The constant discussions around the impact and operation of the regulations implementing the Health Insurance Portability and Accountability Act, or HIPAA (yes, there are 2 A’s and only 1 P) as it is more commonly referred to, have made it an interesting time to be a healthcare attorney and one focused a lot on the operation of HIPAA. Most of the time, reading articles or social media messages about HIPAA results in my palm smacking my forehead a lot in disbelief. As should be guessed, the numerous mentions of HIPAA result in a lot of misapplication of the law and regulations.
A root of the issue possibly arises from HIPAA being the healthcare equivalent of Miranda Rights in criminal situations. Many people have heard of HIPAA (or Miranda) from popular media and the general context of what it covers. However, accuracy and specifics are glossed over for dramatic effect or lack of time.
Given the nearly constant misunderstanding and misuse (which circumstance is not isolated to the general public), getting back to basics in explaining HIPAA will be helpful. Let the following, then, be a the start of a path to HIPAA understanding, or, at a minimum, a means of establishing general context and knowing when to ask questions. One disclaimer is necessary. The overview will only focus on the privacy and security aspects of HIPAA and not touch on what are actually the bigger parts of the law addressing insurance portability, common electronic transactions, and other pieces impacting operations within the healthcare industry.
Component Rules of HIPAA
When considering privacy and security, there are three sets of rules that drive and cover actions and activities. The rules (listed in the order set out in the regulations) are:
- The Security Rule;
- The Breach Notification Rule; and
- The Privacy Rule.
The name of each set of rules should give a good indication of what is covered by the particular rule. The Security Rule focuses on how to protect information. The Breach Notification Rule establishes what to do when information is compromised. The Privacy Rule explains how information can be used and disclosed along with creating individual rights. A little bit more detail on each rule will be provided later.
Who Does HIPAA Apply To?
HIPAA is a law designed to regulate the healthcare industry. It is not a broad, generally applicable privacy and security law. The hint above that the bigger pieces of HIPAA address insurance coverage and transactions by care delivery organizations help provide that context, which context is often overlooked. Being an industry specific law, HIPAA does not impose obligations or requirements on everyone who might interact or come into contact with healthcare information (we’ll get more specific on the scope of information covered by HIPAA in the next section). So, who must comply with HIPAA? Here is the exclusive list:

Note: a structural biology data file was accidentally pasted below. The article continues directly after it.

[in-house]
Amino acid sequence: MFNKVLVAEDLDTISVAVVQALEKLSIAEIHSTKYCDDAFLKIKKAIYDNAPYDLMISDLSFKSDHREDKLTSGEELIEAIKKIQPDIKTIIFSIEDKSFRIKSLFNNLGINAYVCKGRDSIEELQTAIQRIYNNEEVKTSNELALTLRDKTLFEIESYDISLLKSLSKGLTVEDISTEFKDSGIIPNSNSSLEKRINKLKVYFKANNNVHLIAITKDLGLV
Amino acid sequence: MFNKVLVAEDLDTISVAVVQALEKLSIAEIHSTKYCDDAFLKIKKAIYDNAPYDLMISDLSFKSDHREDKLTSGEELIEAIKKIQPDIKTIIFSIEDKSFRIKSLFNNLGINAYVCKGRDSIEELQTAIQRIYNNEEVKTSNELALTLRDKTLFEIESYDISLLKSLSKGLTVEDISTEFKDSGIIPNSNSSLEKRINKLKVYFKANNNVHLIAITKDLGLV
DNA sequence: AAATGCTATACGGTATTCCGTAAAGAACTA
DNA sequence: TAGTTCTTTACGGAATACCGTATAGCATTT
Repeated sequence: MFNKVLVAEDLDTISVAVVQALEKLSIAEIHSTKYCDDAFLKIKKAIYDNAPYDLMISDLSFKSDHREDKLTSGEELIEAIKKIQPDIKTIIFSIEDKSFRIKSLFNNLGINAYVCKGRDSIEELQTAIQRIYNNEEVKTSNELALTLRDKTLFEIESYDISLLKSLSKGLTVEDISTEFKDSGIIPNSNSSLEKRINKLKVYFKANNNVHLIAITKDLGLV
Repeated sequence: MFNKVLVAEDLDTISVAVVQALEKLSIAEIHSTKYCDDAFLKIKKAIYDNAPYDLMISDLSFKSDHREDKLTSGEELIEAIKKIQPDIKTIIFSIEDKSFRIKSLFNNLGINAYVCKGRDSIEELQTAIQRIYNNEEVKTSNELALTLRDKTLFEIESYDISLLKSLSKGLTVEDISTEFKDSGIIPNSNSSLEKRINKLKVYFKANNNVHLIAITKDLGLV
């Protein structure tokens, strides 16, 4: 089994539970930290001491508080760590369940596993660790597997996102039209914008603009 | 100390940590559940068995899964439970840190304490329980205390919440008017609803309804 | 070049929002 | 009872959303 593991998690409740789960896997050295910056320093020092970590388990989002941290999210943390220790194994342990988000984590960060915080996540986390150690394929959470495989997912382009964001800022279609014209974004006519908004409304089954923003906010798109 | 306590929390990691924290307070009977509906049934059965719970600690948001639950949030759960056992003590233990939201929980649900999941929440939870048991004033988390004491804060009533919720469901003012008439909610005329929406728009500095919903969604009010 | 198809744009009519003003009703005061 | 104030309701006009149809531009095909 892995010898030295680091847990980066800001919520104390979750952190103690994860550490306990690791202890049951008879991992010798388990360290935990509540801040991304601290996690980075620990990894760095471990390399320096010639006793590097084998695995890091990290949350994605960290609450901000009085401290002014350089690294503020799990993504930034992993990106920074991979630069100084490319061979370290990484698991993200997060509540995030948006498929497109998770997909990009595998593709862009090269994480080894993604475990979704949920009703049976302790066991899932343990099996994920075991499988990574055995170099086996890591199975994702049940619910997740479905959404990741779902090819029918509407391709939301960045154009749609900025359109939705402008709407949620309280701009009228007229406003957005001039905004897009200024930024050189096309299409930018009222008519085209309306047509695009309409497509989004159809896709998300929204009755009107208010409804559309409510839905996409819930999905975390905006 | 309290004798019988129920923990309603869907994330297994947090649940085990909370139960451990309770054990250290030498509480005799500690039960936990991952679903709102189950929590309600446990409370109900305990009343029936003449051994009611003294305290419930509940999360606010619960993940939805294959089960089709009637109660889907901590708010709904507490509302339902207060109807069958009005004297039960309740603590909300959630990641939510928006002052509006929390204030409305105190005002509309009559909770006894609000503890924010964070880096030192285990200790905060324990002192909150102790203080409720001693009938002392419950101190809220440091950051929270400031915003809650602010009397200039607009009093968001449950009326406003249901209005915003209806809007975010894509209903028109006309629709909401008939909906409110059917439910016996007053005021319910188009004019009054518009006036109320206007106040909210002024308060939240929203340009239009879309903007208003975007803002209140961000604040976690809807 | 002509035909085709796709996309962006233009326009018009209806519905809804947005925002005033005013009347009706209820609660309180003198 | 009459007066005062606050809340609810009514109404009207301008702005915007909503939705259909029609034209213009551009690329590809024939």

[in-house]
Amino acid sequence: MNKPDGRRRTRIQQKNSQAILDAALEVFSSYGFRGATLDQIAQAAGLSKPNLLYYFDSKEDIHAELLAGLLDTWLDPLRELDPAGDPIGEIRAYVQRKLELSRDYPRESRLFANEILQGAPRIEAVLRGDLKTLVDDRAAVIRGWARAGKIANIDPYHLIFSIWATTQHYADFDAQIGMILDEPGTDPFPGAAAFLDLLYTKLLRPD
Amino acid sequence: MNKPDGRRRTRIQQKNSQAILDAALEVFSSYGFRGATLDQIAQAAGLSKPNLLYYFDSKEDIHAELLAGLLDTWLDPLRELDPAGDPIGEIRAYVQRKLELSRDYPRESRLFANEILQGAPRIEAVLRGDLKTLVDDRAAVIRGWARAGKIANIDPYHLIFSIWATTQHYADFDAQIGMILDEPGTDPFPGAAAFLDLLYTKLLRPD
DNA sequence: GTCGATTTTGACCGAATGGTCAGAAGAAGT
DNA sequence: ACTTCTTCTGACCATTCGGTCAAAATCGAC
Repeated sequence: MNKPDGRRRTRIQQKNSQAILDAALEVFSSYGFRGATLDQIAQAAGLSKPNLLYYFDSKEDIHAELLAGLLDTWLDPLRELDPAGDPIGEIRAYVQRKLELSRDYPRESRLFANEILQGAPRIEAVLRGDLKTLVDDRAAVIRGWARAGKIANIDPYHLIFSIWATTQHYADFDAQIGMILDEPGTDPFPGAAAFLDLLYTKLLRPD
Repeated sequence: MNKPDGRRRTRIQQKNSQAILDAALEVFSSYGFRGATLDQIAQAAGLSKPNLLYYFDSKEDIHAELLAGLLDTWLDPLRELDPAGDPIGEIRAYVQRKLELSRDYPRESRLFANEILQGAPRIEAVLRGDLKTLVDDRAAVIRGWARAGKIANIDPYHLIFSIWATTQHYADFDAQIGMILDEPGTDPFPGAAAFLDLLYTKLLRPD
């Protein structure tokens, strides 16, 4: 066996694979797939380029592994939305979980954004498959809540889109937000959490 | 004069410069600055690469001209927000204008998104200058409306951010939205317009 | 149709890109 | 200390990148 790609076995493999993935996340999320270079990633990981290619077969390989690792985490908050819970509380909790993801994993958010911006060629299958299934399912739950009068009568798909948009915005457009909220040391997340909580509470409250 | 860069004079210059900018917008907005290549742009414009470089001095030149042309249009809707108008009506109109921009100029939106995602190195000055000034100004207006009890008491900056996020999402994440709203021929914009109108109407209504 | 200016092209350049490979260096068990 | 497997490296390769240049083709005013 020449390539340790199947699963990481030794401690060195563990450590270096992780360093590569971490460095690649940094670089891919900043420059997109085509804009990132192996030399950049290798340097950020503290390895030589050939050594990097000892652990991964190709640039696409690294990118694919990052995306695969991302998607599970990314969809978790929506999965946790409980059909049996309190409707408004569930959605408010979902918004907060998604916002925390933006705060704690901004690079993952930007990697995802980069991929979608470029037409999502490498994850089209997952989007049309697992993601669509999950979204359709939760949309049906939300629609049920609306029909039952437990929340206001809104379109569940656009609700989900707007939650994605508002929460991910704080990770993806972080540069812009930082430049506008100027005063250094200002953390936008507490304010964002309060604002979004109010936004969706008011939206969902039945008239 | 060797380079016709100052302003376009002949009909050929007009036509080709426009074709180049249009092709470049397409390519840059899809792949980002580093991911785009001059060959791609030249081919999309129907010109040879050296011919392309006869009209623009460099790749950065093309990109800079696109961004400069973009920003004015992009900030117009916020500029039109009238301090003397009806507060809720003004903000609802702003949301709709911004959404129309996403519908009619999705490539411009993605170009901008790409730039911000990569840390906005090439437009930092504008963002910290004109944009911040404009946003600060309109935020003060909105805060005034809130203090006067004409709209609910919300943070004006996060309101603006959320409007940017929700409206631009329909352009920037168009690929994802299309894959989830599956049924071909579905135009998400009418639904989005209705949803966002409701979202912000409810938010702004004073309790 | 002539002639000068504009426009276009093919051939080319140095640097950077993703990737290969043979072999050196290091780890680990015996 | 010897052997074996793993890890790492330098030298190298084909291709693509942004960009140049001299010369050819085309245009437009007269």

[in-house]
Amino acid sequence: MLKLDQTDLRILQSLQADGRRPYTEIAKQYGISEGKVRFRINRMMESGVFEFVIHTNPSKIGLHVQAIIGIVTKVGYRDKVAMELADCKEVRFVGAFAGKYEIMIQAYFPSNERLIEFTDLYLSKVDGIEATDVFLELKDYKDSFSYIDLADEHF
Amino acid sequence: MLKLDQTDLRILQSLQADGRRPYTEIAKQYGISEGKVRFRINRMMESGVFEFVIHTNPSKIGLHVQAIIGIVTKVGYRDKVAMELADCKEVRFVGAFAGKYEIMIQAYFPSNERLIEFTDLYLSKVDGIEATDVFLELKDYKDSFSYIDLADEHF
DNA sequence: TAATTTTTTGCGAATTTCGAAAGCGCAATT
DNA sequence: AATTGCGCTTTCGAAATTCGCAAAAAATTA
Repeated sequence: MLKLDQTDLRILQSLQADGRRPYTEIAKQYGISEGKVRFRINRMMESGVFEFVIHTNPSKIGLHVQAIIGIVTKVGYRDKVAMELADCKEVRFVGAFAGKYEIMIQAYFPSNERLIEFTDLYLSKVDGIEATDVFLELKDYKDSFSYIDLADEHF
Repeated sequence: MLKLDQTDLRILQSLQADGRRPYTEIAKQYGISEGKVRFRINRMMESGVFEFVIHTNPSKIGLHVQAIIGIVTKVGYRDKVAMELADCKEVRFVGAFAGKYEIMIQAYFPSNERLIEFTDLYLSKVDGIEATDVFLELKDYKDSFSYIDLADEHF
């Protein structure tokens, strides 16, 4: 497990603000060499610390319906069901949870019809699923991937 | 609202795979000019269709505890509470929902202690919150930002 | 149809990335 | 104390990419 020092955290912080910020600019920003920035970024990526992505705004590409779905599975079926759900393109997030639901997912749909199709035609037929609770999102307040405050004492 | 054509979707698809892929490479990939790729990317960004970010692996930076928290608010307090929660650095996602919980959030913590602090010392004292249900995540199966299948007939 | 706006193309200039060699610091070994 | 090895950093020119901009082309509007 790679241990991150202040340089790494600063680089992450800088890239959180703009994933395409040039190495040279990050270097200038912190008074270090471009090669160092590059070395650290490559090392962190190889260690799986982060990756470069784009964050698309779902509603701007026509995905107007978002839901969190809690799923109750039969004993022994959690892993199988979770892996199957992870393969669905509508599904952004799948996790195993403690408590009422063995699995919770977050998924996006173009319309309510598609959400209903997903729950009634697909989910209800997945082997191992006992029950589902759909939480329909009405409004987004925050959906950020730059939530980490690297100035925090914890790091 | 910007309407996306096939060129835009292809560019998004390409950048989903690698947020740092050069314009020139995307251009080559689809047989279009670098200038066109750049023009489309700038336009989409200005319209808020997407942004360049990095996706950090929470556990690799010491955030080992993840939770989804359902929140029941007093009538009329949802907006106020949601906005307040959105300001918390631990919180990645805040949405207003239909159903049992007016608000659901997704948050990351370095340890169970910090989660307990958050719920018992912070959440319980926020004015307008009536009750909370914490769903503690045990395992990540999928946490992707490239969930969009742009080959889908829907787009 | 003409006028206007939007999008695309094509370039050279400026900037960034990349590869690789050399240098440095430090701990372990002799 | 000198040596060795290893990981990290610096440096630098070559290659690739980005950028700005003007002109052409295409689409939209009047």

- Covered Entities – HIPAA creates three categories of Covered Entities, which are the only entities required to comply with HIPAA.
- Health Plans – Basically this means a health insurance plan, which includes Medicare and Medicaid, along with self-funded plans offered by employers. Health plans do not include other insurance like life insurance though.
- Health Care Clearinghouses – This is the most indistinct and least commonly encountered type of covered entity. A clearinghouse processes or facilitates the processing of data either from a nonstandard format to a standard format or in the other direction.
- Health Care Providers – This category is relatively clear because it covers physicians, hospitals, nursing homes, and really any other person or entity that provides healthcare services. However, there is regulatory nuance because HIPAA also requires the provider to electronically transmit health information in connection with a transaction covered by HIPAA (comes down to submitting electronically for payment). That nuance can be relied upon to arguably exempt certain providers, such as direct primary care, from compliance.
- Business Associates – A Business Associate provides services to a Covered Entity and works with Protected Health Information for or on behalf of the Covered Entity. The interaction with Protected Health Information should connect to the services and not just be incidental. Employees are not business associates.
- Subcontractors – Subcontractors are really business associates of a business associate. HIPAA establishes a downward chain of compliance and application to avoid the scenario of HIPAA falling off the radar just through disassociation with a Covered Entity.